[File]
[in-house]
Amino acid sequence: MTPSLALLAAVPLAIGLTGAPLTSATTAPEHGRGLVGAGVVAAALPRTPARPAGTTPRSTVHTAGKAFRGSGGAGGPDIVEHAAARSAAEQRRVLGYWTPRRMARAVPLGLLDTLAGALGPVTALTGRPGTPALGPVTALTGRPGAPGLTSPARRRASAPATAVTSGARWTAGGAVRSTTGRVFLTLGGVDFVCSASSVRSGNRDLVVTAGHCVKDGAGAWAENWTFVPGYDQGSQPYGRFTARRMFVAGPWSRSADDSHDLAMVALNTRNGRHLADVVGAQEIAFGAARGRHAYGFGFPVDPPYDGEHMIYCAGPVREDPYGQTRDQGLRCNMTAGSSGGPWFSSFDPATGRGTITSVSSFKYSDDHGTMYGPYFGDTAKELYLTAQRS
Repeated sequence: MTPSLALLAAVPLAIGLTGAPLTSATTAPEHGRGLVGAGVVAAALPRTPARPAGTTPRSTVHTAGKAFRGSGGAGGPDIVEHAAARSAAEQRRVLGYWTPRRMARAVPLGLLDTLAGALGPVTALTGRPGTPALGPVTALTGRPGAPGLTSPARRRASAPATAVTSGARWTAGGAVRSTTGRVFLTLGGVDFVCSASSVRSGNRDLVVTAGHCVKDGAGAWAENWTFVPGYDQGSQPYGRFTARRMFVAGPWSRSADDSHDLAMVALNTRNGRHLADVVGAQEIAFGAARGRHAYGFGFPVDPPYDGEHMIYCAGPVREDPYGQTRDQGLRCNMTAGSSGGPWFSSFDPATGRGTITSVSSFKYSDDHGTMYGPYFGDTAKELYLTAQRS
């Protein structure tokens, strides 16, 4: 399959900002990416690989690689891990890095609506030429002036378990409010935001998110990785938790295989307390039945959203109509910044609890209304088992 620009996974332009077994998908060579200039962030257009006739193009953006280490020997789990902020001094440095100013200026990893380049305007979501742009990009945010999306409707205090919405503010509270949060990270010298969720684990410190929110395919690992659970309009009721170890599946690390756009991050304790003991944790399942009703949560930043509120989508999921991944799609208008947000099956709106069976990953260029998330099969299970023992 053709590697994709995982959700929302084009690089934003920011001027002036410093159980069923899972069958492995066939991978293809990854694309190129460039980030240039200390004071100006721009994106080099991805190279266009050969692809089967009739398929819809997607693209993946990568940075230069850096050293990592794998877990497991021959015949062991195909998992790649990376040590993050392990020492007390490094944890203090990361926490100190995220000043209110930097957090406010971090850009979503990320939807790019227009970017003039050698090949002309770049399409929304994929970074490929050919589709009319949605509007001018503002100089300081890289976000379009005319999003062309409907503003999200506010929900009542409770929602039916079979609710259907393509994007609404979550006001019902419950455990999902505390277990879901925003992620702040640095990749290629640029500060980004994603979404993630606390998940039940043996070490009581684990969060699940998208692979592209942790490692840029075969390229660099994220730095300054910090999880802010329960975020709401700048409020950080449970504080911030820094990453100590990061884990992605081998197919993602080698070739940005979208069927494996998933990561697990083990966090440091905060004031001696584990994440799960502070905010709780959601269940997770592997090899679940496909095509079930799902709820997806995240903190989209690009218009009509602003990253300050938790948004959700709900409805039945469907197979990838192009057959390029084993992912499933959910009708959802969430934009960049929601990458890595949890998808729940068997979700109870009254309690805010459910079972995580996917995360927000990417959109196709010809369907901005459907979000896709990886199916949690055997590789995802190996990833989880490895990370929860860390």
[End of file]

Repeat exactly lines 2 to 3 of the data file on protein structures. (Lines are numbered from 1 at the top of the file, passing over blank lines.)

Amino acid sequence: MTPSLALLAAVPLAIGLTGAPLTSATTAPEHGRGLVGAGVVAAALPRTPARPAGTTPRSTVHTAGKAFRGSGGAGGPDIVEHAAARSAAEQRRVLGYWTPRRMARAVPLGLLDTLAGALGPVTALTGRPGTPALGPVTALTGRPGAPGLTSPARRRASAPATAVTSGARWTAGGAVRSTTGRVFLTLGGVDFVCSASSVRSGNRDLVVTAGHCVKDGAGAWAENWTFVPGYDQGSQPYGRFTARRMFVAGPWSRSADDSHDLAMVALNTRNGRHLADVVGAQEIAFGAARGRHAYGFGFPVDPPYDGEHMIYCAGPVREDPYGQTRDQGLRCNMTAGSSGGPWFSSFDPATGRGTITSVSSFKYSDDHGTMYGPYFGDTAKELYLTAQRS
Repeated sequence: MTPSLALLAAVPLAIGLTGAPLTSATTAPEHGRGLVGAGVVAAALPRTPARPAGTTPRSTVHTAGKAFRGSGGAGGPDIVEHAAARSAAEQRRVLGYWTPRRMARAVPLGLLDTLAGALGPVTALTGRPGTPALGPVTALTGRPGAPGLTSPARRRASAPATAVTSGARWTAGGAVRSTTGRVFLTLGGVDFVCSASSVRSGNRDLVVTAGHCVKDGAGAWAENWTFVPGYDQGSQPYGRFTARRMFVAGPWSRSADDSHDLAMVALNTRNGRHLADVVGAQEIAFGAARGRHAYGFGFPVDPPYDGEHMIYCAGPVREDPYGQTRDQGLRCNMTAGSSGGPWFSSFDPATGRGTITSVSSFKYSDDHGTMYGPYFGDTAKELYLTAQRS